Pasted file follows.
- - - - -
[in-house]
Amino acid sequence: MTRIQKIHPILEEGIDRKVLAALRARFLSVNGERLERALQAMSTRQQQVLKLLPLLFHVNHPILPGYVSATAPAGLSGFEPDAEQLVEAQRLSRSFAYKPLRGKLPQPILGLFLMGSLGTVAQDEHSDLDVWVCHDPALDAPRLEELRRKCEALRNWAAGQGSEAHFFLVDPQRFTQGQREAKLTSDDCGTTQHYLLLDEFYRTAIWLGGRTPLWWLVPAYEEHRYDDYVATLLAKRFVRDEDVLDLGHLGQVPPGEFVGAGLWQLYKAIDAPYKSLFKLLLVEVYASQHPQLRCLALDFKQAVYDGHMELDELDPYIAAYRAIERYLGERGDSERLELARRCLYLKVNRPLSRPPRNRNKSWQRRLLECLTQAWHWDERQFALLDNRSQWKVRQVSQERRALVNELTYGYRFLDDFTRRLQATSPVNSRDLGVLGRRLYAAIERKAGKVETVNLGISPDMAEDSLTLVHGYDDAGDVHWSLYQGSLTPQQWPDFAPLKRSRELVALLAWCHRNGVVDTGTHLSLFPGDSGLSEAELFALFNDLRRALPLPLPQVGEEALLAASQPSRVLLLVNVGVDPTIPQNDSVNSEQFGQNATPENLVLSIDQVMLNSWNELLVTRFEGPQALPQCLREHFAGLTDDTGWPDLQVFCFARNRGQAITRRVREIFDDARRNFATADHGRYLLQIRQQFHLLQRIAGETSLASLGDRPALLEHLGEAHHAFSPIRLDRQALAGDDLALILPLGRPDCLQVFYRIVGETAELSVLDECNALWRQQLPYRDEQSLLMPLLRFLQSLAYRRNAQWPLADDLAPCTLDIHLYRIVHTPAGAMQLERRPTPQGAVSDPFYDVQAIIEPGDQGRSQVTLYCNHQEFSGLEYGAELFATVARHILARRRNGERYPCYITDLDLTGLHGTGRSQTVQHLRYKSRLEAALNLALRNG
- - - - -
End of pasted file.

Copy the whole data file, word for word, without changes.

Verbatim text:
[in-house]
Amino acid sequence: MTRIQKIHPILEEGIDRKVLAALRARFLSVNGERLERALQAMSTRQQQVLKLLPLLFHVNHPILPGYVSATAPAGLSGFEPDAEQLVEAQRLSRSFAYKPLRGKLPQPILGLFLMGSLGTVAQDEHSDLDVWVCHDPALDAPRLEELRRKCEALRNWAAGQGSEAHFFLVDPQRFTQGQREAKLTSDDCGTTQHYLLLDEFYRTAIWLGGRTPLWWLVPAYEEHRYDDYVATLLAKRFVRDEDVLDLGHLGQVPPGEFVGAGLWQLYKAIDAPYKSLFKLLLVEVYASQHPQLRCLALDFKQAVYDGHMELDELDPYIAAYRAIERYLGERGDSERLELARRCLYLKVNRPLSRPPRNRNKSWQRRLLECLTQAWHWDERQFALLDNRSQWKVRQVSQERRALVNELTYGYRFLDDFTRRLQATSPVNSRDLGVLGRRLYAAIERKAGKVETVNLGISPDMAEDSLTLVHGYDDAGDVHWSLYQGSLTPQQWPDFAPLKRSRELVALLAWCHRNGVVDTGTHLSLFPGDSGLSEAELFALFNDLRRALPLPLPQVGEEALLAASQPSRVLLLVNVGVDPTIPQNDSVNSEQFGQNATPENLVLSIDQVMLNSWNELLVTRFEGPQALPQCLREHFAGLTDDTGWPDLQVFCFARNRGQAITRRVREIFDDARRNFATADHGRYLLQIRQQFHLLQRIAGETSLASLGDRPALLEHLGEAHHAFSPIRLDRQALAGDDLALILPLGRPDCLQVFYRIVGETAELSVLDECNALWRQQLPYRDEQSLLMPLLRFLQSLAYRRNAQWPLADDLAPCTLDIHLYRIVHTPAGAMQLERRPTPQGAVSDPFYDVQAIIEPGDQGRSQVTLYCNHQEFSGLEYGAELFATVARHILARRRNGERYPCYITDLDLTGLHGTGRSQTVQHLRYKSRLEAALNLALRNG